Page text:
A federal law (IDEA, the Individuals with Disabilities Education Act) requires public schools to provide special education services to students with disabilities that adversely affect their education. An "Individualized Education Program" (IEP) specifies the district’s obligations to the student. These obligations are real and may not be ignored. In 2017 the US Supreme Court clarified in a unanimous decision that an IEP must be specially designed to meet the unique needs of children through an individualized education program: "A child’s IEP need not aim for grade-level advancement if that is not a reasonable prospect. But that child’s educational program must be appropriately ambitious in light of his circumstances, just as advancement from grade to grade is appropriately ambitious for most children in the regular classroom. The goals may differ, but every child should have the chance to meet challenging objectives."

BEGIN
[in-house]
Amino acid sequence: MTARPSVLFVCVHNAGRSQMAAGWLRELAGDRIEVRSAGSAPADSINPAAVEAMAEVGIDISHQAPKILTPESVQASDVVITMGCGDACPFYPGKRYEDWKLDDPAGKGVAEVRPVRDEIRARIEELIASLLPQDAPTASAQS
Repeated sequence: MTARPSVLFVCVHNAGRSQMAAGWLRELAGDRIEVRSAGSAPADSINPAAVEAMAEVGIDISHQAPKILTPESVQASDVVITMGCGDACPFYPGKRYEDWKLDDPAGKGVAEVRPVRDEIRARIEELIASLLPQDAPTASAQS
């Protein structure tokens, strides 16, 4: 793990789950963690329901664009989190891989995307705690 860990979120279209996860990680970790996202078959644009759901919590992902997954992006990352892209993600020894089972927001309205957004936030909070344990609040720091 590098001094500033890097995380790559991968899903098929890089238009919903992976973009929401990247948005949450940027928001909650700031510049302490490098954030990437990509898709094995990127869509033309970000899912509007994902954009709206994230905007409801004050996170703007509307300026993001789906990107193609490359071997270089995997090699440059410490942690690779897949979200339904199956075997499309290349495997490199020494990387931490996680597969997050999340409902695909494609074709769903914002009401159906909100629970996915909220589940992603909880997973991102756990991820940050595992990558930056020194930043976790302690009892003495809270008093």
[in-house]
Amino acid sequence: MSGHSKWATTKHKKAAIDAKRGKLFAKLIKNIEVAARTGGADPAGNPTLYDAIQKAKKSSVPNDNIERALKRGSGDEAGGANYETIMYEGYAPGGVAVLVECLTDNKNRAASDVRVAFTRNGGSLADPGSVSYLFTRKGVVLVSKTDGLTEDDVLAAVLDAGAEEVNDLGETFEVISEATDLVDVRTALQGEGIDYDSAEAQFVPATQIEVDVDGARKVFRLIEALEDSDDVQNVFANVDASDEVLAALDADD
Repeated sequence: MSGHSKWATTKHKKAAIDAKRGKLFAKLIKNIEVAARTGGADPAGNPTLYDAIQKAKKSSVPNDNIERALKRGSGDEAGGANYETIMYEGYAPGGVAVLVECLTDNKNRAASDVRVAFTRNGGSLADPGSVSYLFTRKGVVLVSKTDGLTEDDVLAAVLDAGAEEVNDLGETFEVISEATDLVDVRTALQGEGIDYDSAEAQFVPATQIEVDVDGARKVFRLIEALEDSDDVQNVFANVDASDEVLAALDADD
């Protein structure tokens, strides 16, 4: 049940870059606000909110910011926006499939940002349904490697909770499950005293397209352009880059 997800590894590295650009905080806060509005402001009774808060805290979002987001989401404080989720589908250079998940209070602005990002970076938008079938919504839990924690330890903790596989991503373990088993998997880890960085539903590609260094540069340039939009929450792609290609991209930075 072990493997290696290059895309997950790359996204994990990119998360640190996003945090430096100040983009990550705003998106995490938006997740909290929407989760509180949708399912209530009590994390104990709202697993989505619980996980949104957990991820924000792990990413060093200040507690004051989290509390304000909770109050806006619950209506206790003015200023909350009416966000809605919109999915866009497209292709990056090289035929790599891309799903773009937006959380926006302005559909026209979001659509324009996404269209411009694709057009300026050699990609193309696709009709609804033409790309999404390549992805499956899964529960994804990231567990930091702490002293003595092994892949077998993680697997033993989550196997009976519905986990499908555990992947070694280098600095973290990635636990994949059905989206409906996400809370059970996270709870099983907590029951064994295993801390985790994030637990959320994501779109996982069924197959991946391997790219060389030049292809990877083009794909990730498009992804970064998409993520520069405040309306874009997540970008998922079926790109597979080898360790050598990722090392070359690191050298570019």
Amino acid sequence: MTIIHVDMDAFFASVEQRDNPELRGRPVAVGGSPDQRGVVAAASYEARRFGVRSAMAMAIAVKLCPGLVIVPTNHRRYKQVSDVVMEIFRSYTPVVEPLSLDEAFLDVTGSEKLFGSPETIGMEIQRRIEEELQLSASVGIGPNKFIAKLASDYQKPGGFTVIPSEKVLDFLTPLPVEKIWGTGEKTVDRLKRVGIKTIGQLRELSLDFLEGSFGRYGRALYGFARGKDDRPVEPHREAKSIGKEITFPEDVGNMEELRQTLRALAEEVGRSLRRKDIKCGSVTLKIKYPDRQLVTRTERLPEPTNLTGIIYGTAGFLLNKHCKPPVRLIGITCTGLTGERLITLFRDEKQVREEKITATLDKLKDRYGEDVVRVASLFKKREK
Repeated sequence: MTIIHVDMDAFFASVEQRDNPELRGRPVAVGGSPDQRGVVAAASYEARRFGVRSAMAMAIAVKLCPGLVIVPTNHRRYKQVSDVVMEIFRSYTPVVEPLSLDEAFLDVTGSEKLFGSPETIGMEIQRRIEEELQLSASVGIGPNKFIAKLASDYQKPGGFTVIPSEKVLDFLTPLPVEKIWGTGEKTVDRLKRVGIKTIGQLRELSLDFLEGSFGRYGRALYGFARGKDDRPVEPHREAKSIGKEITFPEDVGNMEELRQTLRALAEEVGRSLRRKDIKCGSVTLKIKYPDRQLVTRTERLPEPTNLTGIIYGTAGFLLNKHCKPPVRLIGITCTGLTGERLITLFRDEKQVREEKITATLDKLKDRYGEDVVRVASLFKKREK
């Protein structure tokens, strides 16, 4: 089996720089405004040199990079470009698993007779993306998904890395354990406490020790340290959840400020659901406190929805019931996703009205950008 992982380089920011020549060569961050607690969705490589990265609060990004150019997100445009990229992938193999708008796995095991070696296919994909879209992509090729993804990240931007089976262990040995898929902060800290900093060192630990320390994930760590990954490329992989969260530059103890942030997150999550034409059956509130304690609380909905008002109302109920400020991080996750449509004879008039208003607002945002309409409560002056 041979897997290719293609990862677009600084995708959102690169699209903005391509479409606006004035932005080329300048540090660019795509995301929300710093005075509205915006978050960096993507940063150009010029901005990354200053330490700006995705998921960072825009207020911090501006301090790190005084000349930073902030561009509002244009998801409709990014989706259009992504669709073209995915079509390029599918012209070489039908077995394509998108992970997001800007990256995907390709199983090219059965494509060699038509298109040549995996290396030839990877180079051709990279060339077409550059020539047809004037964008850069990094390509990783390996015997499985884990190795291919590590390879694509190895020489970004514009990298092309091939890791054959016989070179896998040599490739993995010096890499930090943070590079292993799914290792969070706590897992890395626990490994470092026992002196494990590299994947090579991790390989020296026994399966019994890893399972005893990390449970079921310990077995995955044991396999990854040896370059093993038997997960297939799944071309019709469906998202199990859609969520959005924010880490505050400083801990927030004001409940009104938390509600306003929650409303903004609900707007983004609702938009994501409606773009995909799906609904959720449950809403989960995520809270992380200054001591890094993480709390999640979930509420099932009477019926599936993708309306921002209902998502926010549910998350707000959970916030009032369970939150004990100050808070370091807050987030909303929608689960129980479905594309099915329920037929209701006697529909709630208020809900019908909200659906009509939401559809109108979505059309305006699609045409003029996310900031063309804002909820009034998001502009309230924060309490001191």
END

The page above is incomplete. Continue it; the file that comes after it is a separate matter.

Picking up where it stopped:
Nationally, about 13.1% of students have an Individualized Education Program (IEP). California identifies fewer.
Different states have different processes to guide how a district identifies a student as having special needs, and the percentage of students identified varies accordingly. Nationally, about 13.1% of students have an IEP. California districts identify fewer Special Education students, about 10% of enrollment.
In order to evaluate learning progress for all students, students with special needs have been included in annual testing. Students can be given extra time or other "accommodations" (such as having the test read to them) in order to enable them to participate in and complete the test. A small fraction of disabled students are given a different test, the California Alternate Assessment (CAA). (See Lesson 9.3 for more.